Over the past year, local marijuana growers and activists, led by the political action group California Cannabis Voice-Humboldt (CCVH), have worked hard to legitimize the industry — drafting legislation, packing the Board of Supervisors chambers and urging “farmers” to come out of the shadows and be regulated. So when law enforcement this week raided grow operations on Island Mountain, including at least one belonging to a member of the group, activists viewed it as a betrayal of their trust.
The identity of the growers and/or property owners targeted in the raids have yet to be disclosed. Nor have the conditions of the grow operations. CCVH Executive Director Richard Marks suggested that the grow connected to a CCVH member was being operated responsibly, though law enforcement said they were just doing what they have always done — going after large-scale, “commercial” cultivators suspected of water diversion, environmental degradation or other criminal activity.
Regardless of this apparent rift between growers and authorities, CCVH is forging ahead with plans to unveil its latest draft of a land use ordinance aimed at regulating outdoor marijuana cultivation. The group announced in its latest newsletter that the draft ordinance will be unveiled at a rally on the Humboldt County courthouse steps next Tuesday at 3 p.m.
CCVH co-founder and board member Luke Bruner tells the Outpost that county supervisors Ryan Sundberg and Estelle Fennell will be in attendance, and Bruner said he expects to generate a crowd of at least 100 supporters for a rally to coincide with the ordinance unveiling.
Since the raids began Monday, growers and their advocates have taken to social media to voice their indignation, with several uniting behind the hashtag #StandWithFarmers. Southern Humboldt cannabis activist and grower Casey O’Neill wrote a defiant manifesto on Facebook today, declaring, “We will fight this battle in the halls of power until we stand victorious.”
O’Neill, whose farm was recently filmed by documentary producers with HBO’s Vice News, went on: “We will not be blamed, bowed, scapegoated or otherwise treated with anything but the honor and accord we deserve as farmers.”
In a report yesterday on KMUD News, an environmental engineer with Pacific Watershed Associates told reporter Kerry Reynolds that this week’s raids were a setback for growers who’d been actively working to make their operations more environmentally friendly. The engineer, named Brad Job, said that a client of his employer was among the targets of the raids, despite the fact that the client had recently invested in “several permits and environmental improvements,” including rainwater catchment storage tanks.
Many local activists interpreted Job’s comments to mean that the unnamed client had been engaged with the State Water Resources Control Board as part of the agency’s recently announced permitting program for marijuana cultivators. But Cris Carrigan, the water board’s director of the Office of Enforcement, said that’s not possible since the program is not up and running yet.
In a phone interview with the Outpost yesterday, Carrigan said that since the property owners have yet to be identified there’s no way to verify what interactions, if any, they’ve had with the state agency. “I know there’s been a lot of misunderstandings about the consultant’s statements on KMUD,” he said. “But they [the property owners] are not enrolled in the [cannabis] permit scheme; they couldn’t be.”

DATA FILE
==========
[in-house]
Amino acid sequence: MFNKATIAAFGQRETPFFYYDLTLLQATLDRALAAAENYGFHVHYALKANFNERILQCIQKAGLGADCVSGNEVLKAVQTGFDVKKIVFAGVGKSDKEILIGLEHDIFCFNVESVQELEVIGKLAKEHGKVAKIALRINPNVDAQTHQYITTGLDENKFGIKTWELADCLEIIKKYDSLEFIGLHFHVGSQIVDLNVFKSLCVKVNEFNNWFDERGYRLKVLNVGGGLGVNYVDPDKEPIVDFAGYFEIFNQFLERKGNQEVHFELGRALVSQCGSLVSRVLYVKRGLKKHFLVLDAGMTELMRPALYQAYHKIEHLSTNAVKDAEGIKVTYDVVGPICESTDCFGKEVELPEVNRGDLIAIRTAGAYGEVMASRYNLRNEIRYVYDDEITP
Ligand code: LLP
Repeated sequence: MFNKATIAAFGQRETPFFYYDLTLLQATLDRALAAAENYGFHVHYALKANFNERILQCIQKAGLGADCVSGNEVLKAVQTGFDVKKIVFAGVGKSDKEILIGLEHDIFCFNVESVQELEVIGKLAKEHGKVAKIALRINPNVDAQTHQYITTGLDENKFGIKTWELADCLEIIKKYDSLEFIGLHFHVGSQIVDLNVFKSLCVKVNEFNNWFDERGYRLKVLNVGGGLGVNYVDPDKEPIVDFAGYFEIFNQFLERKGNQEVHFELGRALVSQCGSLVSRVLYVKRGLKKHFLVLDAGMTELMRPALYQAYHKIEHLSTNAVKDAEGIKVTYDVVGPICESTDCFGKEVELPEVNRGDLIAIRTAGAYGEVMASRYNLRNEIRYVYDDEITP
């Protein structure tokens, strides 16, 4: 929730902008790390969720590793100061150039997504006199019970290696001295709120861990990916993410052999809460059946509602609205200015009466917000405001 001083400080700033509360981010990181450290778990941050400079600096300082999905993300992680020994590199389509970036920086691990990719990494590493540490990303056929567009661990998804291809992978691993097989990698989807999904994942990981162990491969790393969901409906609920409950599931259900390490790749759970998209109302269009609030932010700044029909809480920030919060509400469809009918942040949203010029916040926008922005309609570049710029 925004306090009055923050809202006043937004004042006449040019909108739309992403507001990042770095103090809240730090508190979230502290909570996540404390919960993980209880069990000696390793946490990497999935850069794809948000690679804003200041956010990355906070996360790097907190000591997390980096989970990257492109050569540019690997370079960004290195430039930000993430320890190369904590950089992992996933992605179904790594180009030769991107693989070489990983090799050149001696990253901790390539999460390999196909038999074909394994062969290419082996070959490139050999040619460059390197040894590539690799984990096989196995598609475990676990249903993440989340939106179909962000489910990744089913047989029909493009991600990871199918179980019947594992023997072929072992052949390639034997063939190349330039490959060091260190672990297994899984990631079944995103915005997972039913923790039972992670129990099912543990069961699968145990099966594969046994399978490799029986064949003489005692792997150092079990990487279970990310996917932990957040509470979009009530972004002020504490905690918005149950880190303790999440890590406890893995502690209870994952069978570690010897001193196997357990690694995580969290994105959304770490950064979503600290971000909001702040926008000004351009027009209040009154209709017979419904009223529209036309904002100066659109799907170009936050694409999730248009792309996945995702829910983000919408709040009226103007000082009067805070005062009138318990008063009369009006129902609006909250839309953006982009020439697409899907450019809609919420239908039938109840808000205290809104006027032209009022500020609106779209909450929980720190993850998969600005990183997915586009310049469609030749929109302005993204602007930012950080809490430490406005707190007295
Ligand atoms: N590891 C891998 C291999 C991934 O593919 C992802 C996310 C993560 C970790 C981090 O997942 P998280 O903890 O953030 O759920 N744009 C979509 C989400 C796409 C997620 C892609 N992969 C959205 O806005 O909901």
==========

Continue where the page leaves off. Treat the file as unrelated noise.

Carrigan added that, while he can’t say for sure why law enforcement targeted these particular growers, he suspects that it has to do with federal attorneys general enforcement guidelines in states where medical marijuana is legal. Those guidelines call for enforcement whenever there’s evidence of cultivation for commercial sale or distribution, sales to minors, environmental destruction or organized crime, among other items on a checklist of red flags.
Is the water board concerned that these raids might scare growers away from engaging in the agency’s permitting program?
“We have to have some concern on that level,” Carrigan said. “But we’re completely on board with the idea that some people should not be in this business, so we’ve always acknowledged the role of law enforcement in the protection of the environment in cannabis cultivation.”
He cited one case where a grower had constructed a 100-foot dirt berm in the middle of a river to divert the water. That’s an appropriate case for law enforcement intervention, Carrigan said.
“We hope our roles remain distinct, and police are not out raiding people who are capable of complying with environmental regulations and not otherwise engaged in criminal activity,” he added. And he reiterated that growers who voluntarily engage with his agency’s environmental regulations for cannabis cultivation will be granted safe harbor from enforcement — at least on the state level.
Meanwhile, CCVH still hopes to get a countywide outdoor cultivation ordinance on the books before the year is out. Local environmental leaders have pushed back against the group’s agenda and methods, comparing the situation to allowing timber companies to write their own rulebook.
Regardless of these hurdles, the group is forging ahead. Here’s the announcement about the upcoming unveiling of the latest ordinance draft:
We are more than excited to announce that we will be publicly releasing our draft of the Land Use Ordinance that we’ve been working on for a long time now. The ordinance has changed throughout the course of our work on it (and gotten longer!), and we feel it’s now ready to be shared with you.
Please join us at 3 p.m. on Tuesday June 30th on the steps of the Humboldt County Superior Courthouse where we will “unveil” it to the community. It’ll be a great day to wear either your “I Am a Farmer” or “I [Heart] Farmers” t-shirts and we hope you’ll stand with us as we present this roadmap for the future of Humboldt County.